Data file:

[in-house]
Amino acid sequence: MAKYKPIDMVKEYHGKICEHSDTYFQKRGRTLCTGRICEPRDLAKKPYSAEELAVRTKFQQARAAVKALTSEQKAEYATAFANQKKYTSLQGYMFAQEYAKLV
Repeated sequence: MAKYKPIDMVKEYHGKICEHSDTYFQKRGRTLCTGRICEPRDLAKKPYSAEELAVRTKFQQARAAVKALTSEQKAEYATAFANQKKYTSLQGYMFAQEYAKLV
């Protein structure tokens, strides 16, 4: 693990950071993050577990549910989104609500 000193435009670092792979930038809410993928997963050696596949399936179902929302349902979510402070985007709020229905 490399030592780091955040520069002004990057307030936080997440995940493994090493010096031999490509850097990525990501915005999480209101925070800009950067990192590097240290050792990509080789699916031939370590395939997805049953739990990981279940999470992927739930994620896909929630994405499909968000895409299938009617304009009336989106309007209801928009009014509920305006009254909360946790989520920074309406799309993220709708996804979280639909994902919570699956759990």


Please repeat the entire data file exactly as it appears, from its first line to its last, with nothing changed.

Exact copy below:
[in-house]
Amino acid sequence: MAKYKPIDMVKEYHGKICEHSDTYFQKRGRTLCTGRICEPRDLAKKPYSAEELAVRTKFQQARAAVKALTSEQKAEYATAFANQKKYTSLQGYMFAQEYAKLV
Repeated sequence: MAKYKPIDMVKEYHGKICEHSDTYFQKRGRTLCTGRICEPRDLAKKPYSAEELAVRTKFQQARAAVKALTSEQKAEYATAFANQKKYTSLQGYMFAQEYAKLV
């Protein structure tokens, strides 16, 4: 693990950071993050577990549910989104609500 000193435009670092792979930038809410993928997963050696596949399936179902929302349902979510402070985007709020229905 490399030592780091955040520069002004990057307030936080997440995940493994090493010096031999490509850097990525990501915005999480209101925070800009950067990192590097240290050792990509080789699916031939370590395939997805049953739990990981279940999470992927739930994620896909929630994405499909968000895409299938009617304009009336989106309007209801928009009014509920305006009254909360946790989520920074309406799309993220709708996804979280639909994902919570699956759990």